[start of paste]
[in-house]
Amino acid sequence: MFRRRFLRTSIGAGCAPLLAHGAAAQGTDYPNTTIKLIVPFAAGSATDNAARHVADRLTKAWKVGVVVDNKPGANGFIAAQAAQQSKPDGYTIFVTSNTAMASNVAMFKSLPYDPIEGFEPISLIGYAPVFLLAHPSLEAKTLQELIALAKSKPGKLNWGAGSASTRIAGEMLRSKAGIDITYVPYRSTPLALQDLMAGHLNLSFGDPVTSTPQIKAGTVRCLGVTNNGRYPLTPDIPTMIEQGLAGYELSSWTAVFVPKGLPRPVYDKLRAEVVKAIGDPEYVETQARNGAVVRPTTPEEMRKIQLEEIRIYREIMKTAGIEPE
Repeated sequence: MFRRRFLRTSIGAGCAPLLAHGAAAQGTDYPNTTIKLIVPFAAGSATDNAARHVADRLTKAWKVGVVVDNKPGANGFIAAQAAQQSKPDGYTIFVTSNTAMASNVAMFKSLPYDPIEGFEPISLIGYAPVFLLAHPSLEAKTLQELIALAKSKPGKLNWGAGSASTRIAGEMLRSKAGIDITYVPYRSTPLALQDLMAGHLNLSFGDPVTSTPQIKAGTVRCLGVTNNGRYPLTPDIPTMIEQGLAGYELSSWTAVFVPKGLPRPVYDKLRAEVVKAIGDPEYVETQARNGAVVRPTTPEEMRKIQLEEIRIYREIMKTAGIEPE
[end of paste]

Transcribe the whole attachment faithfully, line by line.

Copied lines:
[in-house]
Amino acid sequence: MFRRRFLRTSIGAGCAPLLAHGAAAQGTDYPNTTIKLIVPFAAGSATDNAARHVADRLTKAWKVGVVVDNKPGANGFIAAQAAQQSKPDGYTIFVTSNTAMASNVAMFKSLPYDPIEGFEPISLIGYAPVFLLAHPSLEAKTLQELIALAKSKPGKLNWGAGSASTRIAGEMLRSKAGIDITYVPYRSTPLALQDLMAGHLNLSFGDPVTSTPQIKAGTVRCLGVTNNGRYPLTPDIPTMIEQGLAGYELSSWTAVFVPKGLPRPVYDKLRAEVVKAIGDPEYVETQARNGAVVRPTTPEEMRKIQLEEIRIYREIMKTAGIEPE
Repeated sequence: MFRRRFLRTSIGAGCAPLLAHGAAAQGTDYPNTTIKLIVPFAAGSATDNAARHVADRLTKAWKVGVVVDNKPGANGFIAAQAAQQSKPDGYTIFVTSNTAMASNVAMFKSLPYDPIEGFEPISLIGYAPVFLLAHPSLEAKTLQELIALAKSKPGKLNWGAGSASTRIAGEMLRSKAGIDITYVPYRSTPLALQDLMAGHLNLSFGDPVTSTPQIKAGTVRCLGVTNNGRYPLTPDIPTMIEQGLAGYELSSWTAVFVPKGLPRPVYDKLRAEVVKAIGDPEYVETQARNGAVVRPTTPEEMRKIQLEEIRIYREIMKTAGIEPE